Increasing Dialogue in the Math Classroom

Increasing Dialogue in the Math Classroom

Presented by: Kevin Dykema

We know that dialogue in the mathematics classroom is essential to engage each and every student and develop their understanding of concepts. Let’s explore some easy to implement ways to increase the level of dialogue in your class!

Hosted by: Sheila Orr

Note: Watch the full presentation at: https://www.bigmarker.com/GlobalMathDept/Increasing-Dialogue-in-the-Math-Classroom

Sign up for the Global Math Department Newsletter at http://globalmathdepartment.org

Presented on March 13, 2018

Rethinking Review Days

Rethinking Review Days

Presented by: Kelly Rooney & Tyrone Martinez-Black

Review days, review packets, test prep worksheets. <blah> Ever pine for something more substantial for your students that build conceptual understanding rather than cramming information? Well, throw out those old, dull review worksheets and save your review days for something better for your students. In this talk we will introduce and examine instructional techniques to make your review days targeted to individual students’ learning needs. Leveraging formative assessment, differentiation strategies, and the Standards for Mathematical Practice you can maximize the learning in all of your students in all of your instructional days.

Hosted by: Leigh Nataro

Note: Watch the full presentation at: https://www.bigmarker.com/GlobalMathDept/Review-days-review-packets-test-prep-worksheets-blah-Ever-pine-f

Sign up for the Global Math Department Newsletter at http://globalmathdepartment.org

Presented on February 27, 2018

Catalyzing Change in High School Mathematics: Initiating Critical Conversations

Catalyzing Change in High School Mathematics: Initiating Critical Conversations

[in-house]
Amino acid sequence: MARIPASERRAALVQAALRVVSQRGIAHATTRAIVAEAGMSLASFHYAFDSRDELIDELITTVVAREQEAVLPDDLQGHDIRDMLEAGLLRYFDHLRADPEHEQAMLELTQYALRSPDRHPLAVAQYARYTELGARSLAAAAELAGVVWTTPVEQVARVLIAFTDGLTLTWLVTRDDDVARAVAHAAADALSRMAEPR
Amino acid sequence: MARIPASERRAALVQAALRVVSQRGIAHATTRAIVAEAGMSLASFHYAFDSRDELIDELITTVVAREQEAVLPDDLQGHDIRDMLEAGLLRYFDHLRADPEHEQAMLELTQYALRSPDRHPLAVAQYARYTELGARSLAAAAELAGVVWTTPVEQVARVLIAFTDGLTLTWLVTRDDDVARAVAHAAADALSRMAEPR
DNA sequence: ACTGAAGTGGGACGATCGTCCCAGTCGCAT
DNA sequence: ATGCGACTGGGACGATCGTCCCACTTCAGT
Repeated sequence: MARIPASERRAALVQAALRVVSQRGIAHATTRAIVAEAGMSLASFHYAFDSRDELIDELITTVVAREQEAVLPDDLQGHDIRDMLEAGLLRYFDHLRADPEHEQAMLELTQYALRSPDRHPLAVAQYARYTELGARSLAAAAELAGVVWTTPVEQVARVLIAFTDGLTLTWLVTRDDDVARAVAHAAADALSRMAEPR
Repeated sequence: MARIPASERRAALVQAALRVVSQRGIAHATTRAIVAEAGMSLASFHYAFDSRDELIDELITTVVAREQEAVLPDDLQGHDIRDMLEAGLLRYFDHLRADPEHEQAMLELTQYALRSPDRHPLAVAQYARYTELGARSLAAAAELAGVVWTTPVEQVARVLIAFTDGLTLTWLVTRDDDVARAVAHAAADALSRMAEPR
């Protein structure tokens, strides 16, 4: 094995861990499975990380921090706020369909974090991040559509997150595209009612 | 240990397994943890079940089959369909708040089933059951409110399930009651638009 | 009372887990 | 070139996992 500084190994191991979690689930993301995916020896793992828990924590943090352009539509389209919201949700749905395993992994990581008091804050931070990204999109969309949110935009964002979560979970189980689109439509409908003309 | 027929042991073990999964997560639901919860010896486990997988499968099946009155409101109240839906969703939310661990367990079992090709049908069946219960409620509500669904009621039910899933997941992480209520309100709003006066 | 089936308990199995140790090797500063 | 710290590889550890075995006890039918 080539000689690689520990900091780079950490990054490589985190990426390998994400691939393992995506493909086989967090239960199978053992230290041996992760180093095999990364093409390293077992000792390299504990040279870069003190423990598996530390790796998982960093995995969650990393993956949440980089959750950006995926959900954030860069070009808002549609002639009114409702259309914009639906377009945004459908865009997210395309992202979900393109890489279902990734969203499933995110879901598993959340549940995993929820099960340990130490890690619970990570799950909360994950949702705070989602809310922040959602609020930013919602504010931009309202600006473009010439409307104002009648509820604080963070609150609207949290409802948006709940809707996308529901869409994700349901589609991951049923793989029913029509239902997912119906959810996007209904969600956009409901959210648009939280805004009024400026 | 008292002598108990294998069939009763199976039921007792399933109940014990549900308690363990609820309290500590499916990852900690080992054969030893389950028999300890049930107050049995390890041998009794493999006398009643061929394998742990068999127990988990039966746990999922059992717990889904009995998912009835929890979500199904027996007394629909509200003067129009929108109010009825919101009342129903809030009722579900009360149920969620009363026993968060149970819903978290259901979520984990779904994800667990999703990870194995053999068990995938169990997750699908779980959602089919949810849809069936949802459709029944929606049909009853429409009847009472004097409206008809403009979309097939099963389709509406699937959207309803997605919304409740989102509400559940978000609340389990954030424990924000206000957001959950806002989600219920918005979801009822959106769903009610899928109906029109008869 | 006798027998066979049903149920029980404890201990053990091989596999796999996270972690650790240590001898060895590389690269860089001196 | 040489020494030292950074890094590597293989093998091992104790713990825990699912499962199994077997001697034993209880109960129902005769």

Presented by: Robert Berry

Catalyzing Change in High School Mathematics: Initiating Critical Conversations identifies and addresses critical challenges in high school mathematics to ensure that each and every student has the mathematical experiences necessary for his or her future personal and professional success. This session provides an overview of Catalyzing Change and initiates critical conversations centering on the following serious challenges: explicitly broadening the purposes for teaching high school mathematics beyond a focus on college and career readiness; dismantling structural obstacles that stand in the way of mathematics working for each and every student; implementing equitable instructional practices; identifying Essential Concepts that all high school students should learn and understand at a deep level; and organizing the high school curriculum around these Essential Concepts in order to support students’ future personal and professional goals. Catalyzing Change is written to engage all individuals with a stake in high school mathematics in the serious conversations that must take place to bring about and give support to necessary changes in high school mathematics.